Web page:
Wednesday, 22 May 2019

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THE subject of the society’s April talk was “Industrial Reading: pictures of 60 old Reading firms in 60 minutes”. The speaker was David Cliffe, the society’s chairman.

Within living memory, Reading was home to a diverse range of manufacturing industries. By sourcing images from Reading Central Library’s local illustrations catalogue, David showed a choice selection.

One of the town’s oldest industries was the production of food. Many businesses in this sector once thrived in Reading.

The biscuit manufacturer Huntley & Palmers is well remembered but it had a local rival in H O Serpell at South Street, which produced ships’ biscuits.

The company was originally based in Plymouth but following a fire at its factory there, it relocated to larger premises in Reading in the early 1900s.

Fate would revisit the company in 1904 when a devastating fire struck. The company soldiered on until 1959 when it went into liquidation.

Reading’s waterways were, until recently, a vital resource to the town’s economy as an important inland port. They were once lined with wharves, mills and factories.

Among these was the Talbot family of barge builders and timber merchants who were based near Caversham Bridge.

Richard Talbot, who was born at Pangbourne, founded the business in 1777 and by the 1850s the firm employed 30 men and nine boys. Later, it diversified into trading coal.

The industrial revolution left a considerable demand for building materials but with no local stone available to builders it had to be brick so a thriving brick-making industry emerged at Reading.

The young, local clays available in the Thames Valley produced the attractive red bricks familiar today.

Among the brick-makers the most notable was S & E Collier. Established at Coley in the mid-19th century, the firm later relocated to a site at Grovelands Road until it closed in 1966.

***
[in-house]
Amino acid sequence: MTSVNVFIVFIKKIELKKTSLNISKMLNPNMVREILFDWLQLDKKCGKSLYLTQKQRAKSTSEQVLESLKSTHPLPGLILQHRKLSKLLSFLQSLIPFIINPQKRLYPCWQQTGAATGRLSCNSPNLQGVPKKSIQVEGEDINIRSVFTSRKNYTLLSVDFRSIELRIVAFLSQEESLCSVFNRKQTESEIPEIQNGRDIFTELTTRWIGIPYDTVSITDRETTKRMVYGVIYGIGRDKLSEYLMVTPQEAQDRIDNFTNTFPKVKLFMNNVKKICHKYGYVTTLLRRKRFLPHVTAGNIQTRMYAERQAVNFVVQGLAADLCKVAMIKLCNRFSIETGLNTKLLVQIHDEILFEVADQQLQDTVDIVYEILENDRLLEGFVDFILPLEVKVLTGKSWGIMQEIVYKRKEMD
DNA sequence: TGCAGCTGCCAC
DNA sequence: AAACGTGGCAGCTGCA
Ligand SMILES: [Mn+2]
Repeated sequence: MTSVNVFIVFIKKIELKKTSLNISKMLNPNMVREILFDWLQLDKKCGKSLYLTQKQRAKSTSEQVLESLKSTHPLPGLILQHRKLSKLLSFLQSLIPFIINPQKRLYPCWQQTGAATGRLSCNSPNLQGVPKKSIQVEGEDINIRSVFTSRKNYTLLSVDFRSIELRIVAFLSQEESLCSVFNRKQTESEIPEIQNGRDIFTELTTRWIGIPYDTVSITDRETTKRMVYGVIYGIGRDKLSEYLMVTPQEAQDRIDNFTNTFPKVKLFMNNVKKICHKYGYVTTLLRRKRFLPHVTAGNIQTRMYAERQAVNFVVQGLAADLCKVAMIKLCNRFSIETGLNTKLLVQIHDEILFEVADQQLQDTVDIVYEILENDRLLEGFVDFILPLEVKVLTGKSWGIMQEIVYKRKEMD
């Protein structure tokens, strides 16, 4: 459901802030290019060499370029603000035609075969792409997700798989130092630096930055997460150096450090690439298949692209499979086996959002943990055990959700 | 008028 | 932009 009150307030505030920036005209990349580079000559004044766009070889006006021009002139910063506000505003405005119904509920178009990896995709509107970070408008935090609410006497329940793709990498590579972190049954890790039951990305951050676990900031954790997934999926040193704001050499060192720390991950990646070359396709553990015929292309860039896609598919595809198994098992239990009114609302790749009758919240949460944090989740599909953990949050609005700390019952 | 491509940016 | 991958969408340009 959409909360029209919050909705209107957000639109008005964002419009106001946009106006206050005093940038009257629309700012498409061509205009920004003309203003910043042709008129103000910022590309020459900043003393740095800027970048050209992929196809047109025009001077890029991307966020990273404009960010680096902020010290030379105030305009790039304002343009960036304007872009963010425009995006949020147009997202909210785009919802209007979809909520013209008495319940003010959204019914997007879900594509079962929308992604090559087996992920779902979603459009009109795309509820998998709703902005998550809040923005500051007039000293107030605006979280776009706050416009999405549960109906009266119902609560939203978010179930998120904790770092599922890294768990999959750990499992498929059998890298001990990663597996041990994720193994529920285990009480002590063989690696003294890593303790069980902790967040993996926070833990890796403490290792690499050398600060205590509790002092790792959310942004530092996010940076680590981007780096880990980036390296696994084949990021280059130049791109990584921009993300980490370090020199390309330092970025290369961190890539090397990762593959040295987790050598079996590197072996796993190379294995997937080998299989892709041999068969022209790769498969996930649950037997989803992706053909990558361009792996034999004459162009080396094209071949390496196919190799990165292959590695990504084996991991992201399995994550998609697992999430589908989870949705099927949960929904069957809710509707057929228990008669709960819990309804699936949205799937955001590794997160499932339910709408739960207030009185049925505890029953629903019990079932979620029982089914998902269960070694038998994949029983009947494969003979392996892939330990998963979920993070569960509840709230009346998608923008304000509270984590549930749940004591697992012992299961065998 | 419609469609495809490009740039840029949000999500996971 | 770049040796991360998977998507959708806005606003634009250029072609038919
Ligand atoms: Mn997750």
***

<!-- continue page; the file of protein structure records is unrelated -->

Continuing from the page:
Today, the only reminder of the business is the firm’s brick-built war memorial to employees at nearby Water Road.

Finally, a company that was a pillar of the town’s economy for 170 years was Sutton’s Seeds.

The company’s story began at King Street, Reading in 1806.

John Sutton, the founder, started as a corn merchant, then, in 1832, he was joined by his sons, Alfred and Martin Hope.

It was they who diversified the business into selling flower and vegetable seeds by mail order, utilising the new rail and postal services.

At the turn of the 20th century the company occupied a sprawling site behind Market Place as well as its seed trial grounds at a site off London Road, Earley.

Today its entire operation is at Torquay in Devon.

The subject of the society’s next talk will be “Catholicism in Reading”. The speakers will be John and Lindsay Mullaney. This will take place at Abbey Baptist Church, Abbey Square, Reading, on Wednesday, May 15 at 7.30pm. All are welcome, £2 entry fee for non-members.

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